The hypoglossal nerve is the twelfth cranial nerve and innervates the tongue muscles. If there is a unilateral injury to the hypoglossal nerve, the tongue will deviate towards the side of injury. In this question there is concern for an injury to the left hypoglossal nerve so you would expect tongue deviation to the left.
Horner's syndrome is characterized by ptosis, anhidrosis, miosis, enophthalmos and loss of ciliospinal reflex on the affected side of the face. It is caused by injury to the sympathetic chain, which can occur during an anterior approach to the neck.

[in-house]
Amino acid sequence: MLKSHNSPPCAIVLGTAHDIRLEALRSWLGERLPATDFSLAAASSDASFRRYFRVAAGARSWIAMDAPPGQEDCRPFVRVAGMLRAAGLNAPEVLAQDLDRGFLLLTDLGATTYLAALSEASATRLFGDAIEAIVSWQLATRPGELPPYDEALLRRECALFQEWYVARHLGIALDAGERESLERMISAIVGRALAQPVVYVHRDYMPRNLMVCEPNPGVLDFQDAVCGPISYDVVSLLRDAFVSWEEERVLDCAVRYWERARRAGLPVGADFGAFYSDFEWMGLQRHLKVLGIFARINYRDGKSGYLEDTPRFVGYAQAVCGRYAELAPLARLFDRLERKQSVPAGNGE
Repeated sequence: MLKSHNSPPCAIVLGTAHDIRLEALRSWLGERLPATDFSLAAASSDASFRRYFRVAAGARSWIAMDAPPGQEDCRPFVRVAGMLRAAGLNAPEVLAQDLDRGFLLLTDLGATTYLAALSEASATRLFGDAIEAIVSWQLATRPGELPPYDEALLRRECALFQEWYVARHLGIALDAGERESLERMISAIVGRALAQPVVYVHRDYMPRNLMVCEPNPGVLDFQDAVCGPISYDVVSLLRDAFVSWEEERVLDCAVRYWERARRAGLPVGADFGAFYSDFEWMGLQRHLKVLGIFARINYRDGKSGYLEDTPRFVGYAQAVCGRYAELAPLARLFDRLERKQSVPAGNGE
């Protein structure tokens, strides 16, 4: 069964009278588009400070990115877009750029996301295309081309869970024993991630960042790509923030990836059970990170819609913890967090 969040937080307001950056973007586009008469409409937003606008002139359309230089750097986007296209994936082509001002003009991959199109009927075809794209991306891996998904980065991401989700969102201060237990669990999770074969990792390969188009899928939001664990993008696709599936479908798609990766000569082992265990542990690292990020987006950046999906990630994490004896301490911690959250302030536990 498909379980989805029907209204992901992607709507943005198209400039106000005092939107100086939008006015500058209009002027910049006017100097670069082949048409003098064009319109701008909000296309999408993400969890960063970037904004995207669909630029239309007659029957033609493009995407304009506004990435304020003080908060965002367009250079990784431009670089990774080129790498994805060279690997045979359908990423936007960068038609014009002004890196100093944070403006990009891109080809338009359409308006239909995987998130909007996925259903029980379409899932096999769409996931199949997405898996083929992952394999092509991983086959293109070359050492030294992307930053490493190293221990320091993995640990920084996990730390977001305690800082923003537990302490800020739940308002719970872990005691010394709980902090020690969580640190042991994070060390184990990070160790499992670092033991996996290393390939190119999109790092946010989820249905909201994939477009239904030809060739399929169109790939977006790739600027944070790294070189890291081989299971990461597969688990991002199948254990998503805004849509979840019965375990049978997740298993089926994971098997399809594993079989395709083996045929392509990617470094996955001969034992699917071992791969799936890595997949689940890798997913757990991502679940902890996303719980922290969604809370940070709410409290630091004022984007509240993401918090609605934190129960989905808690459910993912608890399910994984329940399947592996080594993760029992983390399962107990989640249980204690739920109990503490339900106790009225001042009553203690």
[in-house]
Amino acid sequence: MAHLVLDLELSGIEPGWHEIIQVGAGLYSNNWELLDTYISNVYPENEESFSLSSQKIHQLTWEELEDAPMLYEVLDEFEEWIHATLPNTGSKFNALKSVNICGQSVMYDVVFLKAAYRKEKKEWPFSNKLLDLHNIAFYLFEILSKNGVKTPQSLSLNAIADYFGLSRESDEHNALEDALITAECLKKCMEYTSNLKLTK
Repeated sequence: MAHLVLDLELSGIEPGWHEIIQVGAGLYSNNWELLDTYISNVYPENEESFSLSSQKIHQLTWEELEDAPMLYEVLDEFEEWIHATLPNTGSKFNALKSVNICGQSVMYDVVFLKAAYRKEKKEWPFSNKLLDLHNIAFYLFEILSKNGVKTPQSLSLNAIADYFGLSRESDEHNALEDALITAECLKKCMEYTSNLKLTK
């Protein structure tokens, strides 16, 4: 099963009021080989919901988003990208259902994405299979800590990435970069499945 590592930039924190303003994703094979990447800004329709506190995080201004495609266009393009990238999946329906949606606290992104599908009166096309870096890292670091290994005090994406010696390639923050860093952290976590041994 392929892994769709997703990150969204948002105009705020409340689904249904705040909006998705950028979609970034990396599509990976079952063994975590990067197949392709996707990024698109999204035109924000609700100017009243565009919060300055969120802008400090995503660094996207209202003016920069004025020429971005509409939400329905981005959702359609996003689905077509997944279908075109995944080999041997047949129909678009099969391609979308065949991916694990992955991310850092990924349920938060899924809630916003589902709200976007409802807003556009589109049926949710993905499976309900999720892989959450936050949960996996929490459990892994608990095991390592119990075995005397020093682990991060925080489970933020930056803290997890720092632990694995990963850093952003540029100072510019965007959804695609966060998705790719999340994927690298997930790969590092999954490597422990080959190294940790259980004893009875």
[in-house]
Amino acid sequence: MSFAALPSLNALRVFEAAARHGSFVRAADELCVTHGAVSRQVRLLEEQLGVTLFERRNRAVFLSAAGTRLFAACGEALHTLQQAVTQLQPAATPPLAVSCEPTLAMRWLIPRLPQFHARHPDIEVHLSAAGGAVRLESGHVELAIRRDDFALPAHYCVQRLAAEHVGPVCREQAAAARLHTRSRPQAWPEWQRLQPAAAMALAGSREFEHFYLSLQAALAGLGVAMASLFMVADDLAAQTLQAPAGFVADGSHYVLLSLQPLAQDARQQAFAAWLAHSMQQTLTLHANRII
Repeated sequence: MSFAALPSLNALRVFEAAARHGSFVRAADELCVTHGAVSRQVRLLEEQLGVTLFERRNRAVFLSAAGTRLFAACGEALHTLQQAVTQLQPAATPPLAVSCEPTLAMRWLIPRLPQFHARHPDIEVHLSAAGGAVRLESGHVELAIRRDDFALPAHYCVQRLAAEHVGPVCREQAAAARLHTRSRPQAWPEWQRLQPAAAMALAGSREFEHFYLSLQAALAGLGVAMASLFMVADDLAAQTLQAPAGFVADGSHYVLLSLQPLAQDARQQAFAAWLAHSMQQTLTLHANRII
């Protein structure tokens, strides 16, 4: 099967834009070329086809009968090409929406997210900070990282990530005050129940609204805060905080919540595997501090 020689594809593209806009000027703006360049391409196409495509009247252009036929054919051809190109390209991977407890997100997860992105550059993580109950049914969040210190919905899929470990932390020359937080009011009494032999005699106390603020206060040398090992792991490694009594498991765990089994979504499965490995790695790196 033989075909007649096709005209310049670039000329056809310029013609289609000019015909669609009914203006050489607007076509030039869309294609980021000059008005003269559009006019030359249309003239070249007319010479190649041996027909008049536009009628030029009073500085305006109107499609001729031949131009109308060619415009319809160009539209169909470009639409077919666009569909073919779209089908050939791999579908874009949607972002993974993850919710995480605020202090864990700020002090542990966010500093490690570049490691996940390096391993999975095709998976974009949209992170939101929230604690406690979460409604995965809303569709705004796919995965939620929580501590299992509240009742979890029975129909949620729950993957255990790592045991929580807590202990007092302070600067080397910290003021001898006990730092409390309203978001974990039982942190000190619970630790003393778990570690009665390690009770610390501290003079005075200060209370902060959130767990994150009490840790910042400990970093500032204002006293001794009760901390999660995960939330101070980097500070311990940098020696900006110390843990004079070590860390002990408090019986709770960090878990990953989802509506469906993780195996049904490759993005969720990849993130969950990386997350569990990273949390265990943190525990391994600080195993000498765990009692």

The recurrent (inferior) laryngeal nerve is a branch of the vagus nerve (tenth cranial nerve) that supplies motor function and sensation to the larynx. A unilateral injury to the recurrent laryngeal nerve may lead to voice changes including hoarseness. Bilateral nerve damage can result in breathing difficulties and aphonia, the inability to speak.